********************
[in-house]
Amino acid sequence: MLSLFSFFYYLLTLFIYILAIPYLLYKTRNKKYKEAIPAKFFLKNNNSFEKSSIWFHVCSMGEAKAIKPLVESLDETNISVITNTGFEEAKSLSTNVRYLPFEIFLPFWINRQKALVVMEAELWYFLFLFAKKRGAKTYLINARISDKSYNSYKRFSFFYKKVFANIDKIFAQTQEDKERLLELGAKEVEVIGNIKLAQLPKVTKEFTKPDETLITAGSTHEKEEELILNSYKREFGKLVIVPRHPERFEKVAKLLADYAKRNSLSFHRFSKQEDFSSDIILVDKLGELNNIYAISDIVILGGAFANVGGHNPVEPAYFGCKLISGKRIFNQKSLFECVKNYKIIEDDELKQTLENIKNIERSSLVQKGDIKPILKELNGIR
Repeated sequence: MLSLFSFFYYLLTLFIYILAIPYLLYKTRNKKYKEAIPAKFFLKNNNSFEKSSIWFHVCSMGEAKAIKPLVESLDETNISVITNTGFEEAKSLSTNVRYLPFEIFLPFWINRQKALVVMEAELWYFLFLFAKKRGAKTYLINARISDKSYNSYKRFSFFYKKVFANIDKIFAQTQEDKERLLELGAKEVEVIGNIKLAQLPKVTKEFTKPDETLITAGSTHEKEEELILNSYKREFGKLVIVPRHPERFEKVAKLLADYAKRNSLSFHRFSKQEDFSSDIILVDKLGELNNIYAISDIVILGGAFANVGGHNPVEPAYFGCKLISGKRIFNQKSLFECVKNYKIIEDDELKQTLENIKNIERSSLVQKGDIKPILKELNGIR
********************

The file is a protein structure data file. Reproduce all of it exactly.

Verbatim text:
[in-house]
Amino acid sequence: MLSLFSFFYYLLTLFIYILAIPYLLYKTRNKKYKEAIPAKFFLKNNNSFEKSSIWFHVCSMGEAKAIKPLVESLDETNISVITNTGFEEAKSLSTNVRYLPFEIFLPFWINRQKALVVMEAELWYFLFLFAKKRGAKTYLINARISDKSYNSYKRFSFFYKKVFANIDKIFAQTQEDKERLLELGAKEVEVIGNIKLAQLPKVTKEFTKPDETLITAGSTHEKEEELILNSYKREFGKLVIVPRHPERFEKVAKLLADYAKRNSLSFHRFSKQEDFSSDIILVDKLGELNNIYAISDIVILGGAFANVGGHNPVEPAYFGCKLISGKRIFNQKSLFECVKNYKIIEDDELKQTLENIKNIERSSLVQKGDIKPILKELNGIR
Repeated sequence: MLSLFSFFYYLLTLFIYILAIPYLLYKTRNKKYKEAIPAKFFLKNNNSFEKSSIWFHVCSMGEAKAIKPLVESLDETNISVITNTGFEEAKSLSTNVRYLPFEIFLPFWINRQKALVVMEAELWYFLFLFAKKRGAKTYLINARISDKSYNSYKRFSFFYKKVFANIDKIFAQTQEDKERLLELGAKEVEVIGNIKLAQLPKVTKEFTKPDETLITAGSTHEKEEELILNSYKREFGKLVIVPRHPERFEKVAKLLADYAKRNSLSFHRFSKQEDFSSDIILVDKLGELNNIYAISDIVILGGAFANVGGHNPVEPAYFGCKLISGKRIFNQKSLFECVKNYKIIEDDELKQTLENIKNIERSSLVQKGDIKPILKELNGIR